The south generally experiences 2-3 day extended cold temperature periods that precede returning to more normal seasonal temperatures soon after. Farmers have historically had to deal with low temperatures to try to save their warm temperate-tropical crops. Record low air temperatures were recorded all over the state in January 2010. For example, Tampa International Airport broke a record as temperatures dipped to 27°F on January 6. The previous record low for the day was 30° in 1999. Temperatures at Plant City were at 25°F, Clewiston was at 27°F, Fort Pierce and Immokalee at 29°F and Belle Glade was at 34°F. Miami hit a new record low as temperatures dipped to 36°F, breaking the old record of 37°F, which was set in 1927. Key West also set a new record low for the day at 42°F.
Water temperatures generally take longer to drop as air temperatures decline, given the unique characteristics of water. The fact that water's density in its solid form (ice) is less than its liquid form is one example of these unique properties. This is why ice floats when frozen, allowing aquatic animals to survive in the unfrozen depths of frozen-over lakes. Water also has a high specific heat, meaning it can absorb a lot of heat (energy) before its temperature rises or boils. This same process is why water temperatures lagged significantly behind the record low air temperatures, especially near the coast where the Gulf moderates changes.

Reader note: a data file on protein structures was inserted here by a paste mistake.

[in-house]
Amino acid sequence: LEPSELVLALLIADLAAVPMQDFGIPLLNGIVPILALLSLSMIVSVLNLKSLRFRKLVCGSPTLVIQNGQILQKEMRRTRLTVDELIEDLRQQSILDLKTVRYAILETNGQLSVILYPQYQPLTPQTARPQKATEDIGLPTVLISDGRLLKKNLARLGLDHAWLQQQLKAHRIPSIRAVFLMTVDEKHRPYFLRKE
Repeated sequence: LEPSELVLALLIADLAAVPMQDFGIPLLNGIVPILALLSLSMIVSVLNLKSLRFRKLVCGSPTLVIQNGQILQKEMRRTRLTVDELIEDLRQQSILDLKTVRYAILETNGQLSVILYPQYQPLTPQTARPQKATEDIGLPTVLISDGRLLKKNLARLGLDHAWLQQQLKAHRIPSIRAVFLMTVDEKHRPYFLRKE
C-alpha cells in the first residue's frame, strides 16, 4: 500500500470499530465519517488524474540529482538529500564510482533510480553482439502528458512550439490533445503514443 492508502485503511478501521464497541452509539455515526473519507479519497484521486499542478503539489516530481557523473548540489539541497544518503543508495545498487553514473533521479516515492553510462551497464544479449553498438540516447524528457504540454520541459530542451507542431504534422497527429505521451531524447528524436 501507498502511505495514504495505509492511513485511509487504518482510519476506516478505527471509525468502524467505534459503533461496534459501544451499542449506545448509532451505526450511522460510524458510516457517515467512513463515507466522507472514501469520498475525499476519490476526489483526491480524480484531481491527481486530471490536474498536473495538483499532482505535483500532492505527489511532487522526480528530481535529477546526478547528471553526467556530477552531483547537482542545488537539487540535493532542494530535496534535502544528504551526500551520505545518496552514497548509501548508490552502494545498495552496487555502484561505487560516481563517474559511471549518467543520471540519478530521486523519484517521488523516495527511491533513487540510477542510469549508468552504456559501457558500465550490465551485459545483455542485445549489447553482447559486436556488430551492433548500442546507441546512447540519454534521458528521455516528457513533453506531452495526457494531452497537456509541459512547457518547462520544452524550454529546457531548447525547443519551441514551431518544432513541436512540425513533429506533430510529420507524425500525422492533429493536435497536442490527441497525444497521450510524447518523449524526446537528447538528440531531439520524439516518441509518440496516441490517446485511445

The extended cold temperatures impacted not only marine mammals, but also large and small fish as well as invertebrates. St. Joe Bay, FL in particular experienced a major sea turtle cold stunning event and people struggled to find, collect, and transport stunned turtles to rehabilitation facilities. This massive sea turtle cold stunning event resulted in more than 3,000 cold stunned sea turtles. The live turtles were rescued and taken to rehab facilities around the country.The number of manatee deaths was unprecedented, with 480 carcasses recorded statewide during 3 mo. from January 11 to April 9, 2010. Significant impacts to turtles and manatees were also dealt with locally in Sanibel and Captiva.
SCCF's RECON, now running since late 2007, early 2008 shows the extent and tempo of this rapid temperature decline. Water temperatures were lower than they have ever been since it came on line in late 2007. We hit an air temperature of 32.14°F at the SCCF weather station.
Numerous dead or dying fish were observed in Tarpon Bay by the lab, including ladyfish, tarpon, pinfish, filefish, mojarra, gag grouper, mullet, and catfish, among others. This event also caused statewide mortality of an important warm water adapted gamefish, the common snook, Centropomus undecimalis. Snook abundance remained at least 49% below pre-cold snap conditions for four years after the event.